Though infrequent, vaccination providers like Sharp are prepared for the possibility of such severe reactions. Vaccine recipients are monitored on-site for 30 minutes after being vaccinated. And providers are equipped with appropriate medications and trained to give rapid care and call for emergency medical services.
For people who experienced a severe reaction after receiving their first dose of a COVID-19 vaccine or have a history of allergic reactions to other types of vaccines, the
CDC has issued the following recommendations:

  • If you had a severe allergic reaction after getting the first dose of a COVID-19 mRNA vaccine,
    you should not get the second dose.

  • If you have ever had a severe allergic reaction to any ingredient in a COVID-19 vaccine or to polysorbate,
    you should not get the vaccine.

  • If you have had a severe allergic reaction to other vaccines or injections,
    you should ask your doctor if you should get a COVID-19 vaccine.

  • If you have a history of severe allergic reactions not related to vaccines or injections - such as to food, pets, oral medications or environmental allergens -
    you should still get vaccinated.

  • If you have had an allergic reaction, such as hives, swelling and wheezing - even if it was not severe - to any ingredient in an mRNA COVID-19 vaccine,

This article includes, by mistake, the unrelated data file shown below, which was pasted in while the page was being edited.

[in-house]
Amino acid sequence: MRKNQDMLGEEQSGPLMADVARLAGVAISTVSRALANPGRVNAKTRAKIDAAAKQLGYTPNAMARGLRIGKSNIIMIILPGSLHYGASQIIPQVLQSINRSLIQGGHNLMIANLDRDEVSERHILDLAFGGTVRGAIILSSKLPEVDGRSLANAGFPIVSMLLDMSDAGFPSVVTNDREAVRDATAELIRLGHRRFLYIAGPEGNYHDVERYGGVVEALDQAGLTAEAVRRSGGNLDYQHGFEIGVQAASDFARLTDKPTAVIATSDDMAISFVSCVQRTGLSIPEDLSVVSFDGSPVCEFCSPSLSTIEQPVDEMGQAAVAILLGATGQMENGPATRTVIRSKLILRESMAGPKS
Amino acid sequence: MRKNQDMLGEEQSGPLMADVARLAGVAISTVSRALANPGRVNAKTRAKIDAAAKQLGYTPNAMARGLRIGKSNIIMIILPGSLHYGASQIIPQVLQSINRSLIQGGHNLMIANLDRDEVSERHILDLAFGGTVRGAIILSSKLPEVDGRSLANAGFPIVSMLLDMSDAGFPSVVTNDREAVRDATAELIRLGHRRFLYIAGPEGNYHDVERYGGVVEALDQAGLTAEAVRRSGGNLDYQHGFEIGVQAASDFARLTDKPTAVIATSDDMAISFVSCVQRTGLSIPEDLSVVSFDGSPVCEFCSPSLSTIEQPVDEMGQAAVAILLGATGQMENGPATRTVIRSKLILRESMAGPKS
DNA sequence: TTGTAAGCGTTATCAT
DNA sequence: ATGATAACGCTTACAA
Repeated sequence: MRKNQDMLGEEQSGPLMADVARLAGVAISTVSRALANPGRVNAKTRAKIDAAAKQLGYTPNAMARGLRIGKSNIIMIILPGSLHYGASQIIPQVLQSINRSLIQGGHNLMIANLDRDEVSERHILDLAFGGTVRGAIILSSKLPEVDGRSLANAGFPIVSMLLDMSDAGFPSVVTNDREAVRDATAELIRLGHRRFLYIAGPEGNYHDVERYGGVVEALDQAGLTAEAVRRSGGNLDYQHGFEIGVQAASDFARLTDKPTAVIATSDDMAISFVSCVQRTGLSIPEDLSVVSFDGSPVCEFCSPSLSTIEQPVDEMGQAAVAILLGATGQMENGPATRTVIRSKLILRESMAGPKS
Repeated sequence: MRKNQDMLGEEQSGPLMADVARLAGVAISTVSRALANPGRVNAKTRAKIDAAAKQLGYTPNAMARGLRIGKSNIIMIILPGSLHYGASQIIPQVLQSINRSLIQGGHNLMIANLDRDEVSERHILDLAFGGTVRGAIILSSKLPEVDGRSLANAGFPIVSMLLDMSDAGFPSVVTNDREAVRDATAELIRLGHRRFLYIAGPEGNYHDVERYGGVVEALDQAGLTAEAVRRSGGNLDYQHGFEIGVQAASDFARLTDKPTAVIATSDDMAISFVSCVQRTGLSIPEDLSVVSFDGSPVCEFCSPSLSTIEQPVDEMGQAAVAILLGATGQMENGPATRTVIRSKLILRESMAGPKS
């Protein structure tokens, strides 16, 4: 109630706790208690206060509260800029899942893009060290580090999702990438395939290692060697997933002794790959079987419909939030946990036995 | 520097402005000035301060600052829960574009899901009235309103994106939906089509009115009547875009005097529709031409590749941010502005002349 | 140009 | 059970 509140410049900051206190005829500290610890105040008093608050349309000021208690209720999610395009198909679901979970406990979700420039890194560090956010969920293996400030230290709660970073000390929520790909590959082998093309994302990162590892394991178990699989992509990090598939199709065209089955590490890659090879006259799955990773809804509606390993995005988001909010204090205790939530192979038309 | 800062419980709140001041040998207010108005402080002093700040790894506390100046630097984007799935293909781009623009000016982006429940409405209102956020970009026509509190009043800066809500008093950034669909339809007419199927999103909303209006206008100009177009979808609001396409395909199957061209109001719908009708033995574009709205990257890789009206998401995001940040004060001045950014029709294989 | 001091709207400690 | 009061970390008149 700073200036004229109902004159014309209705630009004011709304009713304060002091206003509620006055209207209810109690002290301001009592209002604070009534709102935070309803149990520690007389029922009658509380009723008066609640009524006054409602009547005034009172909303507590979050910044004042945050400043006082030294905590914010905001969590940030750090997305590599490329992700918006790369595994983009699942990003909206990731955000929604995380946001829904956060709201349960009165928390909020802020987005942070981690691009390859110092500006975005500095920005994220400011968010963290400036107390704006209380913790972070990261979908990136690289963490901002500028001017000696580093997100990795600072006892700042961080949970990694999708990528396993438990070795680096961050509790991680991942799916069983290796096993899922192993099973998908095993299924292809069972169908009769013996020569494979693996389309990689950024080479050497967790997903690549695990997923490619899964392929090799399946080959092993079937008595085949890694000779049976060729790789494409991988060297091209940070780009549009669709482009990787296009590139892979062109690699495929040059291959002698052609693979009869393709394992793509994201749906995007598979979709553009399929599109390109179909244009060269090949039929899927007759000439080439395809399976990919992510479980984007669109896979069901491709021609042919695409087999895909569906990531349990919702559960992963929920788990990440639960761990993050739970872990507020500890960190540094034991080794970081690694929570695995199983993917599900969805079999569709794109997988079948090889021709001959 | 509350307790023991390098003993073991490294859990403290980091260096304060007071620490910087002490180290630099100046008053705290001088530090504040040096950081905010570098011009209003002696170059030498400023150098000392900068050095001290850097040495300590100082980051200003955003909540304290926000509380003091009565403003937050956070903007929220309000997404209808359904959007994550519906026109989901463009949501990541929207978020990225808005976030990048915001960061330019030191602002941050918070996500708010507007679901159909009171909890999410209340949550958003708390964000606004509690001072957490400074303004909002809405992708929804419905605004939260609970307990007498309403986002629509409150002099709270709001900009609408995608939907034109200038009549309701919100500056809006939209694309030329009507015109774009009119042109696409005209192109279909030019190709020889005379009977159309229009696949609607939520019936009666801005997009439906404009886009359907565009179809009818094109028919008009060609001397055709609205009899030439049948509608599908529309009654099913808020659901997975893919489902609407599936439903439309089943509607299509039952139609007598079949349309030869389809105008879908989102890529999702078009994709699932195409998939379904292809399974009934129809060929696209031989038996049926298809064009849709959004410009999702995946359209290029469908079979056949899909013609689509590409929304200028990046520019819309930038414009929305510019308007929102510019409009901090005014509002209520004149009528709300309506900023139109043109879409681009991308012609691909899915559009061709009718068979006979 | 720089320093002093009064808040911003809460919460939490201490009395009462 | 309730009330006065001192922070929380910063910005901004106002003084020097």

you should not get either of the currently available COVID-19 mRNA vaccines, or if you had a reaction within 4 hours of your first COVID-19 mRNA vaccine dose,
    you should not get the second dose.

COVID-19 precautions post-vaccine
While Stone and other experts strongly encourage all who are eligible to receive the vaccine do so, she also stresses the importance of continuing to follow existing precautions to prevent the spread of COVID-19.
"Once you get your vaccine, your body is not automatically immune to the virus," Stone says. "So we want to advocate that everybody still practices the prevention habits of wearing a face mask, practicing social distancing, avoiding large crowds, always washing your hands, and just generally making sure that you're doing what you can to prevent being exposed or exposing others to COVID-19."
Experts believe that approximately
75% or more of people in the U.S. need to be vaccinated to reach true
herd immunity, which occurs when a large portion of the population becomes immune to an infectious disease - usually through vaccination - limiting the risk of infection passing from person to person. It is currently estimated that
just 3% of Californians over age 16 have received at least one COVID-19 vaccine dose, the primary reason why maintaining COVID-19 precautions is so important.
"We are certainly seeing the devastation that COVID-19 is causing every day," Stone says. "Every single health care worker is being heroic in their daily actions, and each of us can join them and be a part of the solution by getting vaccinated. I strongly encourage anybody who can get the vaccine to receive it."

Learn about COVID-19 vaccine distribution, safety and more.

This story was updated January 22, 2021, to reflect the most accurate COVID-19 vaccine information.